…the next few days were spent building little doodads to improve my situation, one of which was a bamboo platform for the looha. The design involved tying several pieces of bamboo, each lying side by side, to two main pieces running perpendicular to the rest. Although I successfully completed the first of the two foot rests, I’d felt that I’d wasted a lot of string aimlessly wrapping each piece erratically around the cross beam and a back over the top and under and blah, blah, blah. I wanted an efficient technique for tying. Later that day, while I was practicing Meditation, I was suddenly blessed with a vision. I had an overhead view of myself tying the bamboo together in a much more efficient manner. Remembering what I’d seen, I tried it out and, yes, it worked perfectly!
After about a week at my new place I was really feeling good. Those wonderful, ‘hug my body’ sensations kept coming and coming throughout Yoga and the rest of the day. A warm glow emanating from my Heart outwards. After meals I was beginning once again, to feel really smooth as I had experienced In The Beginning, after eating spinach in the kitchen on St. Denis Street. This was something that had quietly left me as my strength diminished and weakness set in.
I’d done two twenty-four hour fasts since moving to my new place, both of which had much to offer. Although getting going early in the morning was tough on both occasions, once I set myself in motion the energy I experienced was phenomenal. I worked the entire day on both occasions, either foraging for food or blazing a new trail, the latter being a thrill I would never have imagined. I couldn’t believe the excitement of creating a path. Charting my own course through the mish mash of trees, bushes, and vines. Absolutely dynamic. Finding freshly fallen passionfruit on the trail the next morning was icing on the cake.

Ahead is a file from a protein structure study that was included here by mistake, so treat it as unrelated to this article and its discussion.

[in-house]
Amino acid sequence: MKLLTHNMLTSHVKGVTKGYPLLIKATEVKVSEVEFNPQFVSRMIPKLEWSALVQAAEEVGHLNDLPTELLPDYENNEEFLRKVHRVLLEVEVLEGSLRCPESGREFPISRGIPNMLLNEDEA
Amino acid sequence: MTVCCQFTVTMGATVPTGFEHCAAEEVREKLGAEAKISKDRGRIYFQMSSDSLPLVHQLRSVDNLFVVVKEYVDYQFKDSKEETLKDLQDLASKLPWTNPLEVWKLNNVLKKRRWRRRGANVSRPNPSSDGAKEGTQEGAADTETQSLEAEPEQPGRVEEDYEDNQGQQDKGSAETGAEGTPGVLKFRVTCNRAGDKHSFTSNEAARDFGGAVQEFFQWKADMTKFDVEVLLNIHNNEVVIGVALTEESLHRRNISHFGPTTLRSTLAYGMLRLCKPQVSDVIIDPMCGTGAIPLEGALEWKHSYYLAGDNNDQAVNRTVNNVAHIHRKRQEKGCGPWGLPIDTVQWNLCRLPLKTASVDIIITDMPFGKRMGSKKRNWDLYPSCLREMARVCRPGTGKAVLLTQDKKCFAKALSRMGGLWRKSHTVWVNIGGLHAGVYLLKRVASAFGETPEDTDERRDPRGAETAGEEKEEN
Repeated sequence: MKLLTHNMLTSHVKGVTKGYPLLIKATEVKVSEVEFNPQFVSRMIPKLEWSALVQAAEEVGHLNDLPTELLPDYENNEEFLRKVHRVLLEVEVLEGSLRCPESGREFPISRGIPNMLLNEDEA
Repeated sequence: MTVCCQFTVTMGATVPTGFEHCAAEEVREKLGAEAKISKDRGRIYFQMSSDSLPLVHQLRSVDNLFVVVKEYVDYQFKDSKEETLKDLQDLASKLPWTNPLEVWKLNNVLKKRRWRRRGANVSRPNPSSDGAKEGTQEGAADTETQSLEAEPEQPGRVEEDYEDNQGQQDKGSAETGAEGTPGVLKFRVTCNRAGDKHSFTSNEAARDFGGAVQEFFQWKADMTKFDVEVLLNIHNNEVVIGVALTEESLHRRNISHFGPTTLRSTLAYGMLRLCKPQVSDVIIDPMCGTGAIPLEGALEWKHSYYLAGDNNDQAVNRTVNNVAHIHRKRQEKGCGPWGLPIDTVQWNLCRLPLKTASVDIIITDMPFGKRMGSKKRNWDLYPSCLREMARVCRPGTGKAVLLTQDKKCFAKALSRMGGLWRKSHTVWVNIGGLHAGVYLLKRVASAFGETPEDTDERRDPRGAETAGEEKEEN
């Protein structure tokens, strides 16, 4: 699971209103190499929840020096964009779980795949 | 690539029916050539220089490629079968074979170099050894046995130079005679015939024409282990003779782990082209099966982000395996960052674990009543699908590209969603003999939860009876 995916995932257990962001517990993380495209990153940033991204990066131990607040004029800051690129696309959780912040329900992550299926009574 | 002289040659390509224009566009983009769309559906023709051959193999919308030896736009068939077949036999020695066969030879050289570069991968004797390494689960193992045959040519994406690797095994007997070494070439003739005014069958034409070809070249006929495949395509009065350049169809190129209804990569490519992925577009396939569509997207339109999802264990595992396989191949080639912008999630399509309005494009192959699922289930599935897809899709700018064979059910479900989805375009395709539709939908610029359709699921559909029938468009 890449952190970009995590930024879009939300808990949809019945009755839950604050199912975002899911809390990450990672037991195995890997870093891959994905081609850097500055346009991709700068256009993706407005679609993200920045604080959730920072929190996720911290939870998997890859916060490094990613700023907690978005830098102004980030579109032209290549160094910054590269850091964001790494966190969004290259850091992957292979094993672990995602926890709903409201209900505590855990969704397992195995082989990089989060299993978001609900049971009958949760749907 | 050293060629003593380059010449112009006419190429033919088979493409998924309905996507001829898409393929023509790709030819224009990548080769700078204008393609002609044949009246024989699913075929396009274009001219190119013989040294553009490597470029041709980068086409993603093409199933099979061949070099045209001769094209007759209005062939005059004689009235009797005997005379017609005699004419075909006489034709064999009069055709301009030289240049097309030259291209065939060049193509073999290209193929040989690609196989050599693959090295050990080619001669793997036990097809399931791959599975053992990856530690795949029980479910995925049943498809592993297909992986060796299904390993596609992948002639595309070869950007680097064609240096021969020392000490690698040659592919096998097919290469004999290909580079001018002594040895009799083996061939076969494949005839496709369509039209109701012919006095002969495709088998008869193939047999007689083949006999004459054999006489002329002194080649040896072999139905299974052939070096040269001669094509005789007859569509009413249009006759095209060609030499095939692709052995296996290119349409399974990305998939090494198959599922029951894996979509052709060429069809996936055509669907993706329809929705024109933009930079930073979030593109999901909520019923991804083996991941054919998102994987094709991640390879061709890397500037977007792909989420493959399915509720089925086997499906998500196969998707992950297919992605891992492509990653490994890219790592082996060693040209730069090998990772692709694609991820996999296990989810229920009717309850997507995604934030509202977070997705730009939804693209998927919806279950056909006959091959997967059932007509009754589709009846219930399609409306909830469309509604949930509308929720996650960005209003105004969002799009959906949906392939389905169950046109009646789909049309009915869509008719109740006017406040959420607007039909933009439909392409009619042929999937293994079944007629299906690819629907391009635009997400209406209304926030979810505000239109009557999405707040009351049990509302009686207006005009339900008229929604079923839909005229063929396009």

Throughout my first two weeks living on the mountainside it rained on and off, I would say, all day and everyday. The gentle showers at Sunrise were a special delight. The yellow gold rays lit up the rain as it fell upon the grass clearing in front of my home. This was it. This was beautiful.
However, as it pounded down on the tarps with tremendous force on some occasions it was downright terrifying. I imagined the outcome should one or more of the ropes or grommets give way. I’d be soaked in the middle of the night desperately trying to repair the situation. And with very little Sun light during the day throughout this period, how would anything possibly dry?
Although I was at least about fifteen meters away from a practically dry stream, my fears again had the best of me as I envisioned a flash flood from higher up in the mountain turning my campsite into a river. Considering the isolated nature of the showers, there was really no way of knowing how much or how long it had been raining at any given location.
But all fears were in vain, and I suffered neither of the catastrophes I had imagined.
One night however, while writing in my journal during yet another heavy rain shower, I felt the seat of my pants becoming wet. I turned around to see that the pathway that led to the outhouse, which was situated on slightly higher ground had become a canal of sorts and was now channeling the rainwater right into my home. With lightning speed I began digging small run off ditches along the pathway. This quickly solved the problem. There’s no such thing as laziness when something has to be done, is there?